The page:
Our employment contracts have not been updated for at least 15 years, should we update our employment contract? If so how do we change them?
It would be sensible to review your employment contract and amend them in light of the changes that have arisen in employment law over the last 15 years, to ensure they are compliant with legislation.
Some terms within the contract can be changed without the agreement of the employee. For example the holiday term in your old contract may not provide minimum holidays. However due to legislation changes all employees are entitled to a minimum holiday entitlement.
Initially you will be required to read your employment contract and then review the existing contract to identify what changes may need to be made. This can be quite a time consuming exercise and unfortunately if you are not aware of the law surrounding employment rights you are unlikely to know what changes need to be made.
To quote Donald Rumsfeld
‘There are known knowns. These are things we know that we know. There are known unknowns. That is to say, there are things that we know we don't know. But there are also unknown unknowns. There are things we don't know we don't know.’
Changes with Agreement
If you decide to press on and you are confident that there are no ‘unknown unknowns’, and having identified the terms you would like to amend, and the reasons for these changes, you should discuss and agree the changes with your employees.
If you are unable to agree the changes with employees you could make changes unilaterally. However even if there is a pressing business need to impose the changes, unilaterally changing the contract is not without risk. The employee’s silence when the ‘new’ contract is issued cannot be taken as acceptance if the term does not affect the employee at the time the contract was changed.
The employee may choose instead to continue to work, but do so under protest and bring an action for breach of the existing employment contract. Where the employee believes the breach of contract is a fundamental breach, he or she may resign and bring a claim for constructive unfair dismissal and/or wrongful dismissal.
Clearly such a situation can lead to breakdown in the working relationship and efficiencies are likely to fall resulting in a reduction in profitability so care should be taken.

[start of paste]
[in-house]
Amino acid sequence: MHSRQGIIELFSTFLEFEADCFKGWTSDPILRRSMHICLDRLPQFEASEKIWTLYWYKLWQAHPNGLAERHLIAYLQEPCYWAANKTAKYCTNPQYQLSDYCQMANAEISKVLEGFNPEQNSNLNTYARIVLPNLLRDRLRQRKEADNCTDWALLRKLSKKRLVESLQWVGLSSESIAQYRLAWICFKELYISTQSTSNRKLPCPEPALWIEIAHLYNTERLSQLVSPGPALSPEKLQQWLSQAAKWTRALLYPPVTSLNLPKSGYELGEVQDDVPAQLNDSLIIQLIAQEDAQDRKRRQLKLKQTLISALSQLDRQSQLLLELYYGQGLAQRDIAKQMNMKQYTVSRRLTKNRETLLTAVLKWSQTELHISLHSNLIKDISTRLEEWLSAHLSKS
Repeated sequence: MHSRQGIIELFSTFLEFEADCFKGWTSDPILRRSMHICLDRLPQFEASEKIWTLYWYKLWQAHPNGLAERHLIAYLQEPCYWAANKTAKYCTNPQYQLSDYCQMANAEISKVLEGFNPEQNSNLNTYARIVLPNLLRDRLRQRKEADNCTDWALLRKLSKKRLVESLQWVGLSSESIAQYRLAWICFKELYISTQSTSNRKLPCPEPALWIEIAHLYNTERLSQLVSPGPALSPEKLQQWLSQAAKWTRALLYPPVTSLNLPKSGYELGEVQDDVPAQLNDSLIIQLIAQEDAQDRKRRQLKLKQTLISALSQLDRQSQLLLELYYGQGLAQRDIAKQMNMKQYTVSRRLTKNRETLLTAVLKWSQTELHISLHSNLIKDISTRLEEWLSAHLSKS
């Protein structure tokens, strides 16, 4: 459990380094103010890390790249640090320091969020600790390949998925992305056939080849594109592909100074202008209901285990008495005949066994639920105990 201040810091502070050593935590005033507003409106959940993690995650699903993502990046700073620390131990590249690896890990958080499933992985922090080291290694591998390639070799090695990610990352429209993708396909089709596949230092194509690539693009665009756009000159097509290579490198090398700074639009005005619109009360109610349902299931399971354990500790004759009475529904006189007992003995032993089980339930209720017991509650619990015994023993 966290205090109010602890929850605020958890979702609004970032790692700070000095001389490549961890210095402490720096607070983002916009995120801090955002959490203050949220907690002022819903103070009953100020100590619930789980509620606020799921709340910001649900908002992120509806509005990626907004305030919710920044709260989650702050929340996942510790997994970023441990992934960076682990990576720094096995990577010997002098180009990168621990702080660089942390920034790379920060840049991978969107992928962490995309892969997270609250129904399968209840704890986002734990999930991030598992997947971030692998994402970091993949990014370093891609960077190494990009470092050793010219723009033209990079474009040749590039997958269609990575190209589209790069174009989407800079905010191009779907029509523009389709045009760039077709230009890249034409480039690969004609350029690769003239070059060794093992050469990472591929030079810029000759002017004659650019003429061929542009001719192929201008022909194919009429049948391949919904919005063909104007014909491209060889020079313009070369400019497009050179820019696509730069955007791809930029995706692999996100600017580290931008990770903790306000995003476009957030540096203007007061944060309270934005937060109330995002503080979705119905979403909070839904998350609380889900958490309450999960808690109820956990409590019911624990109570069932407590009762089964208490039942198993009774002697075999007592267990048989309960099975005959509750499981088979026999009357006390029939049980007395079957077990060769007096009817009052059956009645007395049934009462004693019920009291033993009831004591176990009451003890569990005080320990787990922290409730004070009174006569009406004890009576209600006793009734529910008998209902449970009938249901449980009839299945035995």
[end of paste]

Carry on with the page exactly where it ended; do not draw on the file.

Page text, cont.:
Terminate the employee’s contract and offer them re-engagement
If there are sound business reasons, an employer may consider this option where changes cannot be agreed and where it appears too risky to impose the changes unilaterally.
The employer must give the correct notice period to the employees and then offer re-engagement on the new contract terms immediately. Employers should be aware that this may be considered to be a redundancy dismissal, therefore any rules around collective redundancy and consultation time limits should be observed. This course of action is not without risk: the employee may claim breach of contract. And even if the employee does not claim breach of contract, they might still be able to claim unfair dismissal, although any compensation will be limited as the employer is offering re-engagement.
RML Employment Contract Free to Members
This all may sound quite difficult and time consuming however if you subscribe to RML’s Legal Service or the RML HR Service simply request a copy of the RML employment contract. The employment contract has been written specifically for the Motor Industry and can be altered to meet your requirements.
Once you have a copy of the contract ask your employees to read the proposed contract and make any suggestions. These suggestions if reasonable can be incorporated into the contract. Once the contract is agreed, RML will insert all your confidential employee details and email an electronic version of the completed individual contract to you for printing and distribution to your employee